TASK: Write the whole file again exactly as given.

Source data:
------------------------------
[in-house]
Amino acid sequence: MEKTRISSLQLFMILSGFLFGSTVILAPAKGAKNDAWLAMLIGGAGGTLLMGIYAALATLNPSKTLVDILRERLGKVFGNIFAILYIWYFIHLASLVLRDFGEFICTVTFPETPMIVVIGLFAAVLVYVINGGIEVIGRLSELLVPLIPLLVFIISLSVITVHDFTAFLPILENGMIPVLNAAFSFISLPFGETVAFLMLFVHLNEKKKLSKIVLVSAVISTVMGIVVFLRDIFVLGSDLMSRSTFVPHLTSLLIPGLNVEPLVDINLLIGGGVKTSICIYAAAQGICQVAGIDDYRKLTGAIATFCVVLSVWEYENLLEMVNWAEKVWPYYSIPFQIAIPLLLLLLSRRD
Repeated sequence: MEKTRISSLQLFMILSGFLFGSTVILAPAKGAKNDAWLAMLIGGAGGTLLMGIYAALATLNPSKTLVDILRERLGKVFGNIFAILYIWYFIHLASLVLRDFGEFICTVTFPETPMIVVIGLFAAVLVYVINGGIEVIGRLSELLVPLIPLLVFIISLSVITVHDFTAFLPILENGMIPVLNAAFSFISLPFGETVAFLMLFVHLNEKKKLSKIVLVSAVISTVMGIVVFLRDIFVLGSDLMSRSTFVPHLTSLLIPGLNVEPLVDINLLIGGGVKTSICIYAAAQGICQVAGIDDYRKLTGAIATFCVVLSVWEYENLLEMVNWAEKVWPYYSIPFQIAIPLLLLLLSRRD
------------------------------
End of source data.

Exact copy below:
[in-house]
Amino acid sequence: MEKTRISSLQLFMILSGFLFGSTVILAPAKGAKNDAWLAMLIGGAGGTLLMGIYAALATLNPSKTLVDILRERLGKVFGNIFAILYIWYFIHLASLVLRDFGEFICTVTFPETPMIVVIGLFAAVLVYVINGGIEVIGRLSELLVPLIPLLVFIISLSVITVHDFTAFLPILENGMIPVLNAAFSFISLPFGETVAFLMLFVHLNEKKKLSKIVLVSAVISTVMGIVVFLRDIFVLGSDLMSRSTFVPHLTSLLIPGLNVEPLVDINLLIGGGVKTSICIYAAAQGICQVAGIDDYRKLTGAIATFCVVLSVWEYENLLEMVNWAEKVWPYYSIPFQIAIPLLLLLLSRRD
Repeated sequence: MEKTRISSLQLFMILSGFLFGSTVILAPAKGAKNDAWLAMLIGGAGGTLLMGIYAALATLNPSKTLVDILRERLGKVFGNIFAILYIWYFIHLASLVLRDFGEFICTVTFPETPMIVVIGLFAAVLVYVINGGIEVIGRLSELLVPLIPLLVFIISLSVITVHDFTAFLPILENGMIPVLNAAFSFISLPFGETVAFLMLFVHLNEKKKLSKIVLVSAVISTVMGIVVFLRDIFVLGSDLMSRSTFVPHLTSLLIPGLNVEPLVDINLLIGGGVKTSICIYAAAQGICQVAGIDDYRKLTGAIATFCVVLSVWEYENLLEMVNWAEKVWPYYSIPFQIAIPLLLLLLSRRD